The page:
Air Force’s Ryan Watson has flown a jet that tops out at more than 850 mph.
“They took me up in a T-38, which is a trainer plane,” he said after meeting with the Green Bay Packers in a predraft visit early this month. “It was specifically for me to get acclimated with the plane. They let me take over the stick and fly around a bit. I was in California when I did it, so I got to see Cali a little bit. It was unreal. Actually, the instructor who was with me, when we came back to the Air Force Base air space, he started doing tricks. That’s when I learned I didn’t want to be a pilot because he was doing tricks and I threw up like four times. It was rough.”
Fortunately, there’s another profession awaiting Watson: NFL pass rusher.
Watson had nine sacks during his senior season. It wasn’t until he piled up three sacks against Utah State — part of a season-opening four-game stretch in which he led the nation with seven sacks — that the NFL popped up on Watson’s radar.
“Honestly, I was just playing football, having fun and enjoying my senior year, and then my coaches started talking to me,” Watson said. “I never really considered it until after that game. My position coach, Timothy Cross — probably one of the best coaches I’ve had in my life — sat me down and asked if that was something I wanted to do. At first, I was like, ‘Coach, you’re crazy. It’s one good game.’ But as the season progressed, I was like, ‘Hey, I have a shot at this.’ It was kind of crazy, because I was leading the nation in sacks for a little bit. ‘Maybe I can do this.’ That was the big point for me.”
At Air Force, Watson was used mostly as an edge rusher, though he did drop into coverage to man the flats or match running backs on wheel routes, he said. At Air Force’s pro day, Watson (6-2 3/4, 249 pounds), ran his 40 in 4.61 seconds, with a 4.60 in the 20-yard shuttle and 7.12 in the three-cone drill. He put up 23 reps on the bench press; without the 6 a.m. to 10 p.m. rigors of the Air Force Academy, he said he’d use the free time to get “a lot bigger and stronger.”
Once Watson has an NFL home — perhaps in the seventh round but more likely as a free agent — he expects the emotions to kick in.
“Honestly, I’m going to hope not to cry but it would be such a dream come true,” he said. “I’ve been playing football since I was 5 years old. My dad took me to pee wee football as a little kid. If you’ve played football, it’s your dream to play in the NFL. Honestly, I couldn’t imagine it. I can’t imagine the emotions that would course through me, but it would definitely be my greatest dream come true, without a doubt.”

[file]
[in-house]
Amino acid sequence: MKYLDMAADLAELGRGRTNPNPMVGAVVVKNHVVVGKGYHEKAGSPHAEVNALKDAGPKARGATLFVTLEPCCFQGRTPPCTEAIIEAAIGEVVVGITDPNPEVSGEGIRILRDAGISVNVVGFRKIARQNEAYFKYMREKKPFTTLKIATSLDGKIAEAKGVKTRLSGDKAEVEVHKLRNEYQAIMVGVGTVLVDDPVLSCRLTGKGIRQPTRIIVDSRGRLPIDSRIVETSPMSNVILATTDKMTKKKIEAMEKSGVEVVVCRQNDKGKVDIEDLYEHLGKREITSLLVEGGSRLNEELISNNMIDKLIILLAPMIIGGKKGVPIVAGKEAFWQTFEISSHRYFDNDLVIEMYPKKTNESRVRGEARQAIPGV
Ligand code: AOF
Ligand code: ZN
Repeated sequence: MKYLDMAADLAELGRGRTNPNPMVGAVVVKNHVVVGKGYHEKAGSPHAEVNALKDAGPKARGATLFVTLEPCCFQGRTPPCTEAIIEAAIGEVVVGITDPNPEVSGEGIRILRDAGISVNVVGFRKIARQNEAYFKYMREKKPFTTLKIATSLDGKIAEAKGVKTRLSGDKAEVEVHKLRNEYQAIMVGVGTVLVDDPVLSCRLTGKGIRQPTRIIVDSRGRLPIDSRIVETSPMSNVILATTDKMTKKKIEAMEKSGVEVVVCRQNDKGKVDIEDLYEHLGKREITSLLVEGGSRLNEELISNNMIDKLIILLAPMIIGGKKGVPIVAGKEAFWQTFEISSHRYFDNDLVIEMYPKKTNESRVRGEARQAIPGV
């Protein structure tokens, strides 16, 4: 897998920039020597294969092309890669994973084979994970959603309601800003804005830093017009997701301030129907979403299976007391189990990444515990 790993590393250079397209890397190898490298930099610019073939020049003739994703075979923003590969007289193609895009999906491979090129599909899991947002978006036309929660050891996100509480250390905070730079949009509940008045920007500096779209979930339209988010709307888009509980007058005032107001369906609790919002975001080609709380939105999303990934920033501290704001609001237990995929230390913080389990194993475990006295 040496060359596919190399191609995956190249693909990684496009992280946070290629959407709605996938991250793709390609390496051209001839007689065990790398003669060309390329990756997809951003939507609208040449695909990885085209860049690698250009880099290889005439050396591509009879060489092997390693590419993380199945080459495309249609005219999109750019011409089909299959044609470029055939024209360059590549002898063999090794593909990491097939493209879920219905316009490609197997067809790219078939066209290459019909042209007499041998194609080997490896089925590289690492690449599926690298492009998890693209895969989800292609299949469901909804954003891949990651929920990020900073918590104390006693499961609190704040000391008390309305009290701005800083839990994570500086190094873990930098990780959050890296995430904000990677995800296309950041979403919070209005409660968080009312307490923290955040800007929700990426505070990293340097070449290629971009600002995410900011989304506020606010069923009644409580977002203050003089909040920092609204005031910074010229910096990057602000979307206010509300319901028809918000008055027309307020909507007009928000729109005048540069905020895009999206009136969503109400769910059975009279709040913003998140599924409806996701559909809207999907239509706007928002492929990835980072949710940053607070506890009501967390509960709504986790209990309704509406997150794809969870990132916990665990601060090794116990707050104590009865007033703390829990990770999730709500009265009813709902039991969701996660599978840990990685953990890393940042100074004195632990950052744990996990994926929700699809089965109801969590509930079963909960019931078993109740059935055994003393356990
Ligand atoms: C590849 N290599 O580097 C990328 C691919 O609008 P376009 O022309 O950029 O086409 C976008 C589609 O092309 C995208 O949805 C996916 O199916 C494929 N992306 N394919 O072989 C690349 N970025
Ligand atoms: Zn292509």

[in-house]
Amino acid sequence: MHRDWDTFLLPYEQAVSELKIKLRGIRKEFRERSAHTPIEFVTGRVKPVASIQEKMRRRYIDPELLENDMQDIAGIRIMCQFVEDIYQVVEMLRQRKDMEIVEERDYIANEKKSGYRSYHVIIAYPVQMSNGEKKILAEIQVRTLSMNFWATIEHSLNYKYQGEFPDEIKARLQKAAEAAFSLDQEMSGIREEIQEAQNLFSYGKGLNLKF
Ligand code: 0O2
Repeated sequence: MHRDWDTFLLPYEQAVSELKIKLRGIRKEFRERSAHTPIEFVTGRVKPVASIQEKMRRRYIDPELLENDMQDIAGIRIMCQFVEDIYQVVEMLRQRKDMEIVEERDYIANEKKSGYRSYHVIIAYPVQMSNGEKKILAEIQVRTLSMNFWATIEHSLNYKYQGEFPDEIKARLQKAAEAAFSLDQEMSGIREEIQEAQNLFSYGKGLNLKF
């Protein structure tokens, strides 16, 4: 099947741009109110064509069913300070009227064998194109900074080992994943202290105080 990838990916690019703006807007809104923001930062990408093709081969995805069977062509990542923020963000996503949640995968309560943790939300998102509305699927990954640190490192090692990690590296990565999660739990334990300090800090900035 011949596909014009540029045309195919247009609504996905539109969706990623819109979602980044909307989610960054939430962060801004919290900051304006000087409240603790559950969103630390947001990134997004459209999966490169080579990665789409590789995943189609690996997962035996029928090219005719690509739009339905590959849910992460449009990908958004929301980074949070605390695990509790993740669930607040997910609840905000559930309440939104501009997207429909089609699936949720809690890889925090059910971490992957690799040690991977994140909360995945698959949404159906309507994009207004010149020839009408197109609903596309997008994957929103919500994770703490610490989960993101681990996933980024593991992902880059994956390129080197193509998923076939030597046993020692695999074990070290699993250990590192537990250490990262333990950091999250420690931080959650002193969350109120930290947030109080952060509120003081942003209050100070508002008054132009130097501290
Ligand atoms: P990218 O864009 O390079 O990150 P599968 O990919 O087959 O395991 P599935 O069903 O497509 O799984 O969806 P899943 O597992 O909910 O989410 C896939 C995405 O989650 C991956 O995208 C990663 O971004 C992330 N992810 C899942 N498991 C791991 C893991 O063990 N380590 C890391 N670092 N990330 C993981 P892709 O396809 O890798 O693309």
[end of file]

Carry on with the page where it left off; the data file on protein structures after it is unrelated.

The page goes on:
Here are more Packers visits on defense, either learned or confirmed by Packer Report. The Journal Sentinel’s Tom Silverstein also reported Packers visits; he has a somewhat different list so you should check out that story, too. Each team is allotted 30 visits. Here is our story about visits on offense.
Eli Ankou, UCLA (6-4 1/8, 331; 5.21 40; 4.84 shuttle; 31 bench): Ankou was a two-year starter. As a senior, he had 38 tackles, two tackles for losses and one blocked kick. His junior year was his best season, with 1.5 sacks and five TFLs among his 47 stops. He is a native of Ottawa, Canada, and is ranked as the No. 2 prospect in the CFL Draft by the CFL Scouting Bureau. As a kid, he played soccer, trained in karate and had a stint with the Royal Canadian Air Cadets. “I didn’t even know what a fumble was until the eighth grade.”
Grover Stewart, Albany State (6-4 1/4, 347; 4.75 shuttle; 5.14 40; 30 bench): From a draft perspective, Stewart came out of nowhere following his performance at the NFLPA Collegiate Bowl all-star game. He was an all-conference performer all four seasons. As a senior, the aptly named “Big Grove” overwhelmed opposing linemen and finished with 7.5 sacks and 12 tackles for losses to earn first-team Division II All-American honors. “He won’t get out of the third round,” one scout predicted. Stewart’s dance card overflowed with requests for visits or on-campus workouts. According to a source close to Stewart, about 25 teams inquired; Stewart was able to accommodate about 20 — including his trip to Green Bay. “I just worked hard and kept eating good … chicken, collard greens, corn bread, you name it,” Stewart told the Albany (Ga.) Herald early last season. That included moving old cars and trees with his father. “I worked on the farms a lot too,” Stewart said. “We always did a lot of work in watermelons.”
Johnathan Calvin, Mississippi State (6-2 7/8, 266; 4.89 40; 4.64 shuttle; 19 bench): After two seasons of junior-college ball, Calvin had 1.5 sacks and 5.5 tackles for losses as a junior. When MSU moved to the 3-4 in 2016, Calvin moved into the “viper” position, which is something approximating Green Bay’s elephant role. Calvin tallied seven sacks and 11.5 tackles for losses to earn third-team all-SEC. He led the conference in blocked kicks with two.
Keion Adams, Western Michigan (6-2, 257; 4.70 40; 4.38 shuttle; 27 bench): Adams had seven sacks, 15 tackles for losses and two forced fumbles in his first three seasons but 7.5 sacks, 17 TFLs and three forced fumbles as a senior. He had a busy predraft dance card. "I'm looking at it as a blessing and an opportunity. I'm going and showing teams what kind of a person I am, just going out there and being myself, showing them I want to be part of an organization and showing them the reasons why they should draft me."